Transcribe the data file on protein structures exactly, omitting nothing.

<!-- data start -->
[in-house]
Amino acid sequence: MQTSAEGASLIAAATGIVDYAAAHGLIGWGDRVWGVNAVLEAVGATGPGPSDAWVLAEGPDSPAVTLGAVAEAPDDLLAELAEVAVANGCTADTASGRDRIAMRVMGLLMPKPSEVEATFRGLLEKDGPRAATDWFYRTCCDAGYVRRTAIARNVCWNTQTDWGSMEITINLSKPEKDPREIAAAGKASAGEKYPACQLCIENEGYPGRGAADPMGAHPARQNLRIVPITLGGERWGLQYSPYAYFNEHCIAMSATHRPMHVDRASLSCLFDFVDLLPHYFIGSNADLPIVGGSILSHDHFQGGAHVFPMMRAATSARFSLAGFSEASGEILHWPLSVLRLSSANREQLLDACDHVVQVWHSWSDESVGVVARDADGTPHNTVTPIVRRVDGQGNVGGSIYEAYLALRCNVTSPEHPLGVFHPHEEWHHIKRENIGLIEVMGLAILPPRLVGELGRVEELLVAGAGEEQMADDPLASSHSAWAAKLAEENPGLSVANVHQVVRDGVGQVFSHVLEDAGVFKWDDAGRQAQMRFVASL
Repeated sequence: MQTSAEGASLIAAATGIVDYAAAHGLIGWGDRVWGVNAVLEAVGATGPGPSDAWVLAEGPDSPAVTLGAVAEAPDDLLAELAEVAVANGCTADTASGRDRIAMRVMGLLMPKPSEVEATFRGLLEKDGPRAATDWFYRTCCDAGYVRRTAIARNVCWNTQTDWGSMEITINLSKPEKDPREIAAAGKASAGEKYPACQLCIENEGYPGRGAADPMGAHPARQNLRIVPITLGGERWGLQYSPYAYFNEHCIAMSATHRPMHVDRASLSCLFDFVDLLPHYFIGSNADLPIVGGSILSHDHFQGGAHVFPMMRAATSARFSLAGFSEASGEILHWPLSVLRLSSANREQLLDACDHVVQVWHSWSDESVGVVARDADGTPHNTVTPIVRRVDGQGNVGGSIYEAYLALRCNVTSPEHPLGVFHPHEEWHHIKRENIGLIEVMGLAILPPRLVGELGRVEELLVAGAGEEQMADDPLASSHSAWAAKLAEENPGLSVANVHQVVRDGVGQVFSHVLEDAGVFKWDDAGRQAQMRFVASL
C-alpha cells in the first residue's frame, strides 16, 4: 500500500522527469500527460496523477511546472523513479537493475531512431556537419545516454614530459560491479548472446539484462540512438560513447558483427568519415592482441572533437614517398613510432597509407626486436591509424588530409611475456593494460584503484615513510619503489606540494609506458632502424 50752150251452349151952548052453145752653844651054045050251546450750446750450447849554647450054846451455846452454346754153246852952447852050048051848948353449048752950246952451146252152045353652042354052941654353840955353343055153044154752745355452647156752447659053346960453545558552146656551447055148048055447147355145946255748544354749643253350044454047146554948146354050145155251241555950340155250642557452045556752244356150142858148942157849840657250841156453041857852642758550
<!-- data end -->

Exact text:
[in-house]
Amino acid sequence: MQTSAEGASLIAAATGIVDYAAAHGLIGWGDRVWGVNAVLEAVGATGPGPSDAWVLAEGPDSPAVTLGAVAEAPDDLLAELAEVAVANGCTADTASGRDRIAMRVMGLLMPKPSEVEATFRGLLEKDGPRAATDWFYRTCCDAGYVRRTAIARNVCWNTQTDWGSMEITINLSKPEKDPREIAAAGKASAGEKYPACQLCIENEGYPGRGAADPMGAHPARQNLRIVPITLGGERWGLQYSPYAYFNEHCIAMSATHRPMHVDRASLSCLFDFVDLLPHYFIGSNADLPIVGGSILSHDHFQGGAHVFPMMRAATSARFSLAGFSEASGEILHWPLSVLRLSSANREQLLDACDHVVQVWHSWSDESVGVVARDADGTPHNTVTPIVRRVDGQGNVGGSIYEAYLALRCNVTSPEHPLGVFHPHEEWHHIKRENIGLIEVMGLAILPPRLVGELGRVEELLVAGAGEEQMADDPLASSHSAWAAKLAEENPGLSVANVHQVVRDGVGQVFSHVLEDAGVFKWDDAGRQAQMRFVASL
Repeated sequence: MQTSAEGASLIAAATGIVDYAAAHGLIGWGDRVWGVNAVLEAVGATGPGPSDAWVLAEGPDSPAVTLGAVAEAPDDLLAELAEVAVANGCTADTASGRDRIAMRVMGLLMPKPSEVEATFRGLLEKDGPRAATDWFYRTCCDAGYVRRTAIARNVCWNTQTDWGSMEITINLSKPEKDPREIAAAGKASAGEKYPACQLCIENEGYPGRGAADPMGAHPARQNLRIVPITLGGERWGLQYSPYAYFNEHCIAMSATHRPMHVDRASLSCLFDFVDLLPHYFIGSNADLPIVGGSILSHDHFQGGAHVFPMMRAATSARFSLAGFSEASGEILHWPLSVLRLSSANREQLLDACDHVVQVWHSWSDESVGVVARDADGTPHNTVTPIVRRVDGQGNVGGSIYEAYLALRCNVTSPEHPLGVFHPHEEWHHIKRENIGLIEVMGLAILPPRLVGELGRVEELLVAGAGEEQMADDPLASSHSAWAAKLAEENPGLSVANVHQVVRDGVGQVFSHVLEDAGVFKWDDAGRQAQMRFVASL
C-alpha cells in the first residue's frame, strides 16, 4: 500500500522527469500527460496523477511546472523513479537493475531512431556537419545516454614530459560491479548472446539484462540512438560513447558483427568519415592482441572533437614517398613510432597509407626486436591509424588530409611475456593494460584503484615513510619503489606540494609506458632502424 50752150251452349151952548052453145752653844651054045050251546450750446750450447849554647450054846451455846452454346754153246852952447852050048051848948353449048752950246952451146252152045353652042354052941654353840955353343055153044154752745355452647156752447659053346960453545558552146656551447055148048055447147355145946255748544354749643253350044454047146554948146354050145155251241555950340155250642557452045556752244356150142858148942157849840657250841156453041857852642758550